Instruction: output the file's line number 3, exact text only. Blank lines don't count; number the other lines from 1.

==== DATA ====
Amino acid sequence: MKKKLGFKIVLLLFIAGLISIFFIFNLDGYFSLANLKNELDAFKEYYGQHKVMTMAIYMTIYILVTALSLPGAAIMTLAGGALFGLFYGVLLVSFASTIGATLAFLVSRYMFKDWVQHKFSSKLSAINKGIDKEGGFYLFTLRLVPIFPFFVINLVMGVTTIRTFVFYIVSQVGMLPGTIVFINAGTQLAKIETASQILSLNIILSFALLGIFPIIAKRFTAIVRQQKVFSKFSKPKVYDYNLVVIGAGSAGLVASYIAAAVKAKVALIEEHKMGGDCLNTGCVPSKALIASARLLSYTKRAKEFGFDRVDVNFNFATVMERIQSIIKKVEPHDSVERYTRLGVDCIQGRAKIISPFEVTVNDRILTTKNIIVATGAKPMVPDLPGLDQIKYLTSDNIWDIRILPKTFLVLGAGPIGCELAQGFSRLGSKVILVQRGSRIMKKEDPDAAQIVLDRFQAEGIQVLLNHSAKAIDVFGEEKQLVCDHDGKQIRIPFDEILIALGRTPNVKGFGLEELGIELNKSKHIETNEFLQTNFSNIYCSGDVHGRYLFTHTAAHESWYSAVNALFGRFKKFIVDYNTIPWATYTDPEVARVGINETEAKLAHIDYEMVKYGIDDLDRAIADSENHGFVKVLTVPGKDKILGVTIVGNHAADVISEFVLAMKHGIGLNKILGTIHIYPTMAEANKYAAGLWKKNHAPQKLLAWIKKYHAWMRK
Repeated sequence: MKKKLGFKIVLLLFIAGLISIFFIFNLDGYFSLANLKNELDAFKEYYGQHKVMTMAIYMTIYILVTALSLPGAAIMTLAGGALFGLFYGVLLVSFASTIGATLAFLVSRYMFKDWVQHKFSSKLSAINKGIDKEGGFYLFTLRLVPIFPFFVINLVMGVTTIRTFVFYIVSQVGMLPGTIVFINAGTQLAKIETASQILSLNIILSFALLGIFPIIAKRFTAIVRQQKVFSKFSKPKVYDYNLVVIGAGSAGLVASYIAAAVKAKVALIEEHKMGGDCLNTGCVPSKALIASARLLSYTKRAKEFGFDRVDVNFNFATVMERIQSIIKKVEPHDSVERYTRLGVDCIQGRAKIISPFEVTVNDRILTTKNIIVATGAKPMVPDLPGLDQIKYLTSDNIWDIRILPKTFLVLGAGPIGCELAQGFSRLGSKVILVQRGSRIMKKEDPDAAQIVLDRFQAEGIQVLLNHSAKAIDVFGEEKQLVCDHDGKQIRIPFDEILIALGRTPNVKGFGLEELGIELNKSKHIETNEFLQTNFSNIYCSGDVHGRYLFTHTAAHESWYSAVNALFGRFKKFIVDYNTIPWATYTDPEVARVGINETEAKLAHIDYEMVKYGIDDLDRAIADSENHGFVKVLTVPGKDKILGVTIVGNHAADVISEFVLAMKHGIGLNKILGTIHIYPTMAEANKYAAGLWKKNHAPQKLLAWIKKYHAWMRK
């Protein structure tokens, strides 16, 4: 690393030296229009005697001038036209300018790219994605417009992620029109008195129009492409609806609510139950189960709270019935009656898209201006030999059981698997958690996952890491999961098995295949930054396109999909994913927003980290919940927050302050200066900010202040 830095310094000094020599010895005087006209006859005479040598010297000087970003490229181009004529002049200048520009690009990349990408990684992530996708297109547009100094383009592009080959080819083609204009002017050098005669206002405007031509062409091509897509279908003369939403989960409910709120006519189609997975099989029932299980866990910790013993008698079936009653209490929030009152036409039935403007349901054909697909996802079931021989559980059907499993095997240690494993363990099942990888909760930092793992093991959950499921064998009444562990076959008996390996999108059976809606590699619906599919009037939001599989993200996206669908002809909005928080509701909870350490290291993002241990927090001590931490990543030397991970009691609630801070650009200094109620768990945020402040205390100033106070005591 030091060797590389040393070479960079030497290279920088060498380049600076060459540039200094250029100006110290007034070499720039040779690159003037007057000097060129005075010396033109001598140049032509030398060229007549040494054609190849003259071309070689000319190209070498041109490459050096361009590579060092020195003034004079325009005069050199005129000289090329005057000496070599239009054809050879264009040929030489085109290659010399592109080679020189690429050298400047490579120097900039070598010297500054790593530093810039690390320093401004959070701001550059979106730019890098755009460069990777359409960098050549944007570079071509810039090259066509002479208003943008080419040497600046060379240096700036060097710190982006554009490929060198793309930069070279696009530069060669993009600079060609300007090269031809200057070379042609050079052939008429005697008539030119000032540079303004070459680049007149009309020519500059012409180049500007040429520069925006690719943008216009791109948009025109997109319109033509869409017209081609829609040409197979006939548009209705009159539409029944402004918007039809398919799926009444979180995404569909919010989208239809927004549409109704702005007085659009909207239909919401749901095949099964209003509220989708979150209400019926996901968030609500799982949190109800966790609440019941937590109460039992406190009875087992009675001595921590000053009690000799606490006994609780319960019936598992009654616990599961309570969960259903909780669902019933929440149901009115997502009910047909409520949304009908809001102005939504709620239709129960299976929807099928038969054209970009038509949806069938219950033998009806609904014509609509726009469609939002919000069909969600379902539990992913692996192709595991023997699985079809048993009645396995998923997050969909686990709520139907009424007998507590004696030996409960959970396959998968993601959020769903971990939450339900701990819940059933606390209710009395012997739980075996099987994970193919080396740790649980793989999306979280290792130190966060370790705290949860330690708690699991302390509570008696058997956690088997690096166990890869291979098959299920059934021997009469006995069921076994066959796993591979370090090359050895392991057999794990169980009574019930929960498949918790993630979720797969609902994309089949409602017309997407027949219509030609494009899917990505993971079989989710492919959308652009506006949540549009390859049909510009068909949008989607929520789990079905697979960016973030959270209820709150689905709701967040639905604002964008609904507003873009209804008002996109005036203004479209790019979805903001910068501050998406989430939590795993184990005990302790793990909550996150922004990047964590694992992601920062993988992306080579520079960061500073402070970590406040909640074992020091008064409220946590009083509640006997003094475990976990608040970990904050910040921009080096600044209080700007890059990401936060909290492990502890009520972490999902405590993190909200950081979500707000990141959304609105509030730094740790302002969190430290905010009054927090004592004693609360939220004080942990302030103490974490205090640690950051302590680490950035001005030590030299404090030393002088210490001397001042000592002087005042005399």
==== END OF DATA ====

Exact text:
């Protein structure tokens, strides 16, 4: 690393030296229009005697001038036209300018790219994605417009992620029109008195129009492409609806609510139950189960709270019935009656898209201006030999059981698997958690996952890491999961098995295949930054396109999909994913927003980290919940927050302050200066900010202040 830095310094000094020599010895005087006209006859005479040598010297000087970003490229181009004529002049200048520009690009990349990408990684992530996708297109547009100094383009592009080959080819083609204009002017050098005669206002405007031509062409091509897509279908003369939403989960409910709120006519189609997975099989029932299980866990910790013993008698079936009653209490929030009152036409039935403007349901054909697909996802079931021989559980059907499993095997240690494993363990099942990888909760930092793992093991959950499921064998009444562990076959008996390996999108059976809606590699619906599919009037939001599989993200996206669908002809909005928080509701909870350490290291993002241990927090001590931490990543030397991970009691609630801070650009200094109620768990945020402040205390100033106070005591 030091060797590389040393070479960079030497290279920088060498380049600076060459540039200094250029100006110290007034070499720039040779690159003037007057000097060129005075010396033109001598140049032509030398060229007549040494054609190849003259071309070689000319190209070498041109490459050096361009590579060092020195003034004079325009005069050199005129000289090329005057000496070599239009054809050879264009040929030489085109290659010399592109080679020189690429050298400047490579120097900039070598010297500054790593530093810039690390320093401004959070701001550059979106730019890098755009460069990777359409960098050549944007570079071509810039090259066509002479208003943008080419040497600046060379240096700036060097710190982006554009490929060198793309930069070279696009530069060669993009600079060609300007090269031809200057070379042609050079052939008429005697008539030119000032540079303004070459680049007149009309020519500059012409180049500007040429520069925006690719943008216009791109948009025109997109319109033509869409017209081609829609040409197979006939548009209705009159539409029944402004918007039809398919799926009444979180995404569909919010989208239809927004549409109704702005007085659009909207239909919401749901095949099964209003509220989708979150209400019926996901968030609500799982949190109800966790609440019941937590109460039992406190009875087992009675001595921590000053009690000799606490006994609780319960019936598992009654616990599961309570969960259903909780669902019933929440149901009115997502009910047909409520949304009908809001102005939504709620239709129960299976929807099928038969054209970009038509949806069938219950033998009806609904014509609509726009469609939002919000069909969600379902539990992913692996192709595991023997699985079809048993009645396995998923997050969909686990709520139907009424007998507590004696030996409960959970396959998968993601959020769903971990939450339900701990819940059933606390209710009395012997739980075996099987994970193919080396740790649980793989999306979280290792130190966060370790705290949860330690708690699991302390509570008696058997956690088997690096166990890869291979098959299920059934021997009469006995069921076994066959796993591979370090090359050895392991057999794990169980009574019930929960498949918790993630979720797969609902994309089949409602017309997407027949219509030609494009899917990505993971079989989710492919959308652009506006949540549009390859049909510009068909949008989607929520789990079905697979960016973030959270209820709150689905709701967040639905604002964008609904507003873009209804008002996109005036203004479209790019979805903001910068501050998406989430939590795993184990005990302790793990909550996150922004990047964590694992992601920062993988992306080579520079960061500073402070970590406040909640074992020091008064409220946590009083509640006997003094475990976990608040970990904050910040921009080096600044209080700007890059990401936060909290492990502890009520972490999902405590993190909200950081979500707000990141959304609105509030730094740790302002969190430290905010009054927090004592004693609360939220004080942990302030103490974490205090640690950051302590680490950035001005030590030299404090030393002088210490001397001042000592002087005042005399």